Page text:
The Last Mistress DVD
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Directed by Catherine Breillat
Produced in 2007
Main Language - French with English subtitles
Asia Argento, Fuad Ait Aattou, Roxanne Mesquida
Few could have expected that Catherine Breillat, filmmaker and professional agent provocateuse, would turn to a 19th century classic novel for the inspiration for her latest picture. After her explicit studies of (predominantly female) sexuality - Romance, A ma soeur!, the outrageous Anatomy of Hell - she here adapts Une vieille maîtresse, a novel by Jules Barbey d’Aurevilly that was attacked for immorality on its publication.
Set in “the century of Choderlos de Laclos” (the author of Les liaisons dangereuses, whose influence flowed into the proceeding century), The Last Mistress follows the conventions of the traditional heritage film in order to subvert them. Breillat spins the narrative around a roguish womaniser and gambler (Fu’ad Aït Aattou, impressive in his debut), who intends to marry a virtuous heiress in spite of her grandmother’s disapproval. However, the reappearance of his scandalous old flame (Asia Argento) threatens to destroy the romance.
Argento gives an extraordinary portrayal - seductive, feral, and at times almost operatic, it is a daring performance that could easily have tipped into camp. In contrast to the chaste heiress, the typical period heroine, she ignites the screen; excited by death, she provokes a duel that nearly kills the hero, and literally laps at his wounds with animalistic fervour. With such strong leads, Breillat does not employ as many sex scenes as in her previous oeuvre, yet The Last Mistress does feature two lengthy scènes de lit that rebel against heritage conventions. With the film's unbridled passion contrasts and lavish production values, it's ironic that the most visually striking scene is not in an opulent palace but in the middle of a desert - another canny subversion by Breillat.
Four years ago Breillat suffered a massive brain haemorrhage, yet overcame her condition to make this marvellous film, declaring: “I may be disabled, but my films won't be, even though many films are." Sadly she has recently suffered another attack, and has not worked since the film’s completion. On the basis of The Last Mistress, this would be a sad loss for French cinema. Long may she continue to (agent) provoke.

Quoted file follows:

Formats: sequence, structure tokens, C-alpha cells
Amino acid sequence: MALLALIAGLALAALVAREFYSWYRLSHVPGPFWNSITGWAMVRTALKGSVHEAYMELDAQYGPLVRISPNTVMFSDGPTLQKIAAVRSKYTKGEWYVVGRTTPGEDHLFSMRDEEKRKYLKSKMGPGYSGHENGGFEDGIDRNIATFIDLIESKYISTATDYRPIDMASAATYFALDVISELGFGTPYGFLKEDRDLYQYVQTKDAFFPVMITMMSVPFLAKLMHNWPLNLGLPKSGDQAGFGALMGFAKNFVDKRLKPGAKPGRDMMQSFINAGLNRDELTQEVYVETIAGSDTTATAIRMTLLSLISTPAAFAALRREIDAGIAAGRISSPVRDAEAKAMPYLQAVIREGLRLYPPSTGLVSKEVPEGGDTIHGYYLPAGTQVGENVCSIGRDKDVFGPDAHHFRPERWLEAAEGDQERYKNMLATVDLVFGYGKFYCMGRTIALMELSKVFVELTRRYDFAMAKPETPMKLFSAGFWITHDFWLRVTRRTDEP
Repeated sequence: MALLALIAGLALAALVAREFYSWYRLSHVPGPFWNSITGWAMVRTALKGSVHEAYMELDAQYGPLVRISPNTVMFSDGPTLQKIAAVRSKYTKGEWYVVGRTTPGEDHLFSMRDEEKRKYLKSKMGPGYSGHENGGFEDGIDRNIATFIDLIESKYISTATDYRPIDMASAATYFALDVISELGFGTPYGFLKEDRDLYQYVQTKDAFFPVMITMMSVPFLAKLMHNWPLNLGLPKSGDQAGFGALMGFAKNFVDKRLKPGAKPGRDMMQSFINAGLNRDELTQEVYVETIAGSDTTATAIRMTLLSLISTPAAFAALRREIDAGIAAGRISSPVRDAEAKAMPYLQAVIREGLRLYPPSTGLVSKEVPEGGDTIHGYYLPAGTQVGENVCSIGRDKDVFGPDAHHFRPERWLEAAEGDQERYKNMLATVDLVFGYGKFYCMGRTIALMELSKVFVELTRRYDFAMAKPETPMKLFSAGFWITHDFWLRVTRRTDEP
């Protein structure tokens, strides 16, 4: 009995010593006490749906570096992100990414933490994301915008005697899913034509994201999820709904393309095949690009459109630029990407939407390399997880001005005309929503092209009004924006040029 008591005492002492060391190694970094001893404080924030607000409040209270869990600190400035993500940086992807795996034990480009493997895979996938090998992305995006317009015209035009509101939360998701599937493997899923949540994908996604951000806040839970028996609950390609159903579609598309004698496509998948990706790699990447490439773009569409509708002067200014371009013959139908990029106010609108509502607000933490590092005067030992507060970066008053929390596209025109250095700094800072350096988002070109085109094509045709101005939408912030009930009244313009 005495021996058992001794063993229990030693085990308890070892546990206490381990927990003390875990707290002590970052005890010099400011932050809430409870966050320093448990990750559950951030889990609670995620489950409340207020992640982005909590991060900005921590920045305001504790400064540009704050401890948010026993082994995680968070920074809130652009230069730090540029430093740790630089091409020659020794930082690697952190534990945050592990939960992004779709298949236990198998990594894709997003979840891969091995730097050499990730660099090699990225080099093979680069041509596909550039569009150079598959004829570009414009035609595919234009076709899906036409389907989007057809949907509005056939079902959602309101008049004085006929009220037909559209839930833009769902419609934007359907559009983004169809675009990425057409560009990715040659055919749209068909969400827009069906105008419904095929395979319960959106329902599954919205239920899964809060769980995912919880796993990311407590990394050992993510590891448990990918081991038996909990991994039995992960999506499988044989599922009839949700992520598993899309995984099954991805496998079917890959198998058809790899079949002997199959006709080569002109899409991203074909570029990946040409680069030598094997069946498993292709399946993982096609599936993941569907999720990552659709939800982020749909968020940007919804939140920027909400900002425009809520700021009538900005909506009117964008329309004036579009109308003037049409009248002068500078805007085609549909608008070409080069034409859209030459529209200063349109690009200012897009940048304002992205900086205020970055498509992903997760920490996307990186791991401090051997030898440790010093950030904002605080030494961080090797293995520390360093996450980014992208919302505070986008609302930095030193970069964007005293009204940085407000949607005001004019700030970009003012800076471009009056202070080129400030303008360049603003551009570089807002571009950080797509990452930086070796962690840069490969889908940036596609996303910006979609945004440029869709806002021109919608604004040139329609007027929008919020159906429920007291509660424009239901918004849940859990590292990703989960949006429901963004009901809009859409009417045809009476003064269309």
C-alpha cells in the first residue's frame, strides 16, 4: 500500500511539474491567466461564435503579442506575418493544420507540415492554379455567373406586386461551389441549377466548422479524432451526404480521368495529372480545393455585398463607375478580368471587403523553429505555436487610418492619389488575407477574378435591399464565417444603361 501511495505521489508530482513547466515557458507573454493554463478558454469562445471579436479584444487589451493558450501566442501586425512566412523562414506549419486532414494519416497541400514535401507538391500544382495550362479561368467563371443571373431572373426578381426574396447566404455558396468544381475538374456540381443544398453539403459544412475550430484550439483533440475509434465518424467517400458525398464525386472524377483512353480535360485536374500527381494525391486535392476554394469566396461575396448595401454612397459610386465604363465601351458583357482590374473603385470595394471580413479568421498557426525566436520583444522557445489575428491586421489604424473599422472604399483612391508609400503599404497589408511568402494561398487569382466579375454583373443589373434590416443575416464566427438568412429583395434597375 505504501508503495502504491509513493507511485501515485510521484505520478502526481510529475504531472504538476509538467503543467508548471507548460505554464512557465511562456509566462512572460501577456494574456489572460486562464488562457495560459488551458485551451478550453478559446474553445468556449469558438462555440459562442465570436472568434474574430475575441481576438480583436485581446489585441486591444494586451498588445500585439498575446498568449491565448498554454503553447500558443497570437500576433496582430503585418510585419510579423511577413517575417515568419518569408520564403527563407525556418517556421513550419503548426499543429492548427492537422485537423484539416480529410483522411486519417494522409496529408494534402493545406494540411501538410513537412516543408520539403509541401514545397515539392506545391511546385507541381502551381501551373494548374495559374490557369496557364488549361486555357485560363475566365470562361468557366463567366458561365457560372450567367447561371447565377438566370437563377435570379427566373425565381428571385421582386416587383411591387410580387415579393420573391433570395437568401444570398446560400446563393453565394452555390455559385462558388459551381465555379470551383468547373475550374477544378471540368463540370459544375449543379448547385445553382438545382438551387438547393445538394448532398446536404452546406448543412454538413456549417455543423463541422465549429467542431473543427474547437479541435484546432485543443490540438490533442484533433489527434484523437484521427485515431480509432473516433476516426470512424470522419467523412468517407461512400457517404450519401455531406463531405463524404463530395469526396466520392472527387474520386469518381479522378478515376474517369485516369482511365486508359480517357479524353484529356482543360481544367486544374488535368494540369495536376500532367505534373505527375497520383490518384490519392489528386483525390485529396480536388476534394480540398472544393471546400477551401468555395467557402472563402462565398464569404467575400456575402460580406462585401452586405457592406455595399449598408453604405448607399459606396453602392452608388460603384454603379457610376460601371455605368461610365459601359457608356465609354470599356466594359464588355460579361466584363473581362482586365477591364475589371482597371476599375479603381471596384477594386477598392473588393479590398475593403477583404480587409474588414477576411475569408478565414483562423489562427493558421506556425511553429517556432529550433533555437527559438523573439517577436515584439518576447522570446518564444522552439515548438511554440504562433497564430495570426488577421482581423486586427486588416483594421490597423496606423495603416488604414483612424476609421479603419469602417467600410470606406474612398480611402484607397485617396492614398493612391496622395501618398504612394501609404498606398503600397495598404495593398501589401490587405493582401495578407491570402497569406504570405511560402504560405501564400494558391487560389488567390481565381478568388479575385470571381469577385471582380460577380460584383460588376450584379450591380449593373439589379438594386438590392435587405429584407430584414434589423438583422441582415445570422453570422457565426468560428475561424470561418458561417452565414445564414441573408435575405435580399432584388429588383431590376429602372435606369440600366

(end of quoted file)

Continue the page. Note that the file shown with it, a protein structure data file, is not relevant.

Alex Davidson on 4th August 2008
Author of 236 reviews
Period love and lust in 19th century Paris. For nearly ten years, aristocrat Ryno de Marigny (Fu'ad Ait Aatou) has shared a passionate affair with his seductive mistress Vellini (Asia Argento). Now engaged to the respectable Hermangarde (Roxane Mesquida), whose grandmother is acquainted with his lustful past, de Marigny seeks to end his former relationship. But try as he might to put his past life and former lover behind him, the boredom of his new marriage soon pushes de Marigny to re-kindle their former passions.
Publisher: Artificial Eye
Length: 102 mins
Aspect ratio: 1.78:1
Format: DVD Colour
Released: 25th August 2008
Cat No: ART381DVD
Subtitles: Subtitles (English)
- Making Of documentary
- Theatrical trailer
by PAUL RONAYNE on 26th August 2009
Paris,1835,the high noon of Romanticism, an age of untyped individualists, of excess, extravagance and the setting for Catherine Breillat's The Last Mistress. Adapted ... Read on
Paris,1835,the high noon of Romanticism, an age of untyped individualists, of excess, extravagance and the setting for Catherine Breillat's The Last Mistress. Adapted from the novel by Barbey D'Aurevilly, Breillat brings her outstanding directorial talents into the world of historical costume drama.
Ryno de Marigny an aristocratic young rake played by newcomer Fu'ad Ait Aattou is to be married to the virginal Hermangarde (Roxane Mesquida) Will he, or can he give up his long time mistress,Vellini played by the superbly cast Asia Argento.
Argento is erotic and passionate, tender yet violent in her love for Ryno and she is utterly convinced that he will never leave her, married or not. A nosey group of elder spectators headed by Claude Sarraute and the wonderful Michael Lonsdale watch developments with experienced eyes.
A depature for Breillat in a number of ways; no iconoclastic nihilism, even the sex scenes have their place in what is after all, a love story. Excellent attention to period detail and a sensual use of colour make for a visual treat.